- Robert Goldberg: While "[p]atents have rarely been a barrier to obtaining or paying for medicines in poor countries, ... accelerated access to cutting-edge medicines in the poorest countries will help," Goldberg, a senior fellow at the Manhattan Institute and director of the institute's Center for Medical Progress, writes in a Washington Times opinion piece. However, "so-called humanitarian groups like Oxfam and Medecins Sans Frontieres" are on an "ideological crusade to undermine America's free market in drug development," Goldberg says. If they succeed, "American consumers will pay even more to subsidize new drugs for Europeans and other wealthy nations ... [and] production of essential medicines will slow to a trickle as profits plunge," Goldberg says, concluding that the U.S. government should encourage "the entire WTO to ratify an agreement that protects our consumers and promises better health in developing countries in the years ahead" (Goldberg, Washington Times, 9/2).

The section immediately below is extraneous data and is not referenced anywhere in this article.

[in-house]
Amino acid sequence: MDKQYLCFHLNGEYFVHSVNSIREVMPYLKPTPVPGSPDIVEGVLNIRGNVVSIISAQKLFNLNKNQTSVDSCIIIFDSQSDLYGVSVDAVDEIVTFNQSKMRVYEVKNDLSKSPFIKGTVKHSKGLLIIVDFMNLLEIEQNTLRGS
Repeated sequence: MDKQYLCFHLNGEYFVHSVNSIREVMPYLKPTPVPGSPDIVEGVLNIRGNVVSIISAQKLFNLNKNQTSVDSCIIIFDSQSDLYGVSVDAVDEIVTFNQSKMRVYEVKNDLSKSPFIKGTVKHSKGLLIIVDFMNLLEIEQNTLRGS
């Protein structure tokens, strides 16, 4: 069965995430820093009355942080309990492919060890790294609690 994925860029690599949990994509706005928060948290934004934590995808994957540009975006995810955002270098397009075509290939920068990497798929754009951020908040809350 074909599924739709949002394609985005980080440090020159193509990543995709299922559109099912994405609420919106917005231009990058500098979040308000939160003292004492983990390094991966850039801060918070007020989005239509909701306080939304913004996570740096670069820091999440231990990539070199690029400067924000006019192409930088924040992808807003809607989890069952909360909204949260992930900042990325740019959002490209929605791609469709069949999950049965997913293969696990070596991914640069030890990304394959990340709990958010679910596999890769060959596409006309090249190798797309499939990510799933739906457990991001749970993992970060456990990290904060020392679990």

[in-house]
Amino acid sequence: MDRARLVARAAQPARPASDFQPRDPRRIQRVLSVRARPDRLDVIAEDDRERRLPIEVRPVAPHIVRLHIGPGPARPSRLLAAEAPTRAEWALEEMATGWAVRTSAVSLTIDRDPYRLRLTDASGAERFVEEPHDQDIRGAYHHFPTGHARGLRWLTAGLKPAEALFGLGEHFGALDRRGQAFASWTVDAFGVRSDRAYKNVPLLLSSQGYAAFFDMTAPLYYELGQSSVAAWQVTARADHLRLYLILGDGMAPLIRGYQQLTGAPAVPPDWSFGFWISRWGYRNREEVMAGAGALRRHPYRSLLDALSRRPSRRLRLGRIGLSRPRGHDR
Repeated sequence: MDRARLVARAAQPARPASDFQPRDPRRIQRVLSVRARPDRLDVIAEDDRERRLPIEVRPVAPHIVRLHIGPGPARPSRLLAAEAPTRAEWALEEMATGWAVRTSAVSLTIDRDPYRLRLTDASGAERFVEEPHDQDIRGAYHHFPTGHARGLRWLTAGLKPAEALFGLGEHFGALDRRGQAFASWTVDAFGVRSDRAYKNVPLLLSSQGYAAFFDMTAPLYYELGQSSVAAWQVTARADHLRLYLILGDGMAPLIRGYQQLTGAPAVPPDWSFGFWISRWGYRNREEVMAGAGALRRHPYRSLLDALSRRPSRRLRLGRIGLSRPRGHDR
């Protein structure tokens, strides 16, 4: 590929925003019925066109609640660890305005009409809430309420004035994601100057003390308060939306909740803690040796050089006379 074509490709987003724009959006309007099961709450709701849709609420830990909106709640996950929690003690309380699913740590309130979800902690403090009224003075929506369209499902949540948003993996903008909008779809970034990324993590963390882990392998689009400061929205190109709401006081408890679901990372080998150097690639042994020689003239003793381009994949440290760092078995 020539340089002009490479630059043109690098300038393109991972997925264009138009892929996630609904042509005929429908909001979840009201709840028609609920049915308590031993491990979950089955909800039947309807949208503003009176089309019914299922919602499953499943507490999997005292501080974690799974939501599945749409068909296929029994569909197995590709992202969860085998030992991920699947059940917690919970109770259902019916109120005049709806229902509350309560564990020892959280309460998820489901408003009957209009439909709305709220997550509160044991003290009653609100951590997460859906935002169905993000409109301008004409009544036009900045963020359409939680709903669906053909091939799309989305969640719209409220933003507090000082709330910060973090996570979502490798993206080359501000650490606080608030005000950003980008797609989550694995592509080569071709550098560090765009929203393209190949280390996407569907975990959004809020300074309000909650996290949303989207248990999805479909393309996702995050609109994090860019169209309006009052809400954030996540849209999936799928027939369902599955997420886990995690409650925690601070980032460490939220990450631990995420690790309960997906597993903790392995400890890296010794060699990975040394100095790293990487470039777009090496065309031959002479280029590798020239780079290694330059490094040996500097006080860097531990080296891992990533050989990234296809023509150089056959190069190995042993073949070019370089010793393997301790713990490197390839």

- Johann Hari: "[T]he U.S. government in the past week has behaved in a way that really will kill hundreds of thousands of innocent people" by insisting on an "elephant-sized clause" in the WTO agreement over access to generic drugs, Hari, a columnist for London's Independent, writes in an opinion piece in that newspaper. This "non-reform" of patent laws will not really be a solution to the drug access problem because, as Oxfam says, it is unlikely that any country will agree to export drugs to developing countries for fear that the U.S. government would "retaliate ruthlessly on behalf of its paymasters in Big Pharma," Hari says. "As Africans lie dying from AIDS while mountains of treatments sit unused in warehouses across the world, they would be entirely justified in rejecting" the whole WTO trade system because it "asks so much of them but gives nothing back," Hari concludes (Hari, Independent, 9/3).